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  • Sep 06, 2019
    As per the details given in previous article we knew that Anne McClain is the first person who has committed crime in space. This particular case shows that realm of law is also wide as the space, in fact I should say wherever will human go there sooner or later law will also reach. Crime committed by Anne McClain seems inane comparing to other crimes like murder, but it has definitely opened various plots in space law. As there are various missions lined up by other countries and private companies regarding sending humans into space and other planets, will lead to the hilt in space crimes. Facts of the case - Primarily wooden filed a complaint with the Federal Trade Commission. Do read whole article on my blog- https://shataxiamicuslex.blogspot.com/2019/09/in-wake-of-first-crime-in-space.html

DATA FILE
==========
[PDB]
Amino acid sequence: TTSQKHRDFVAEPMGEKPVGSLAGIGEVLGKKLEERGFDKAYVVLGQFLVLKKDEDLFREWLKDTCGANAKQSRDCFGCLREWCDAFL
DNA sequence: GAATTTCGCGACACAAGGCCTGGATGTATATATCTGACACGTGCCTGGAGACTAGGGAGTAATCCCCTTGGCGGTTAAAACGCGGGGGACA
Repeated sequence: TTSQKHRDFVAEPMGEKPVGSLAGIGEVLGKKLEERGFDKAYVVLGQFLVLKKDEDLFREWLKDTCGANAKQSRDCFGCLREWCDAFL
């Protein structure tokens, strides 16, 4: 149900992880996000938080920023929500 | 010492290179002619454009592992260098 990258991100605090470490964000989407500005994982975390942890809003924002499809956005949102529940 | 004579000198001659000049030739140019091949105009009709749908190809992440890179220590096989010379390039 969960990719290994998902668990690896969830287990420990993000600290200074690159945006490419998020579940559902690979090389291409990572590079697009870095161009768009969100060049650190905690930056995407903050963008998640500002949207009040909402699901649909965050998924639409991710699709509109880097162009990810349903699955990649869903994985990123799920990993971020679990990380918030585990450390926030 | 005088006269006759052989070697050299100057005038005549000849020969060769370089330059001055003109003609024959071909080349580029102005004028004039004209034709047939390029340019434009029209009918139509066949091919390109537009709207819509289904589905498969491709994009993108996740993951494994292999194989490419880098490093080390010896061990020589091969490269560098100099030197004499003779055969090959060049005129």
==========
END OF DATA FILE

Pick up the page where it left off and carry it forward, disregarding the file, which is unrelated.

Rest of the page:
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  • Aug 20, 2019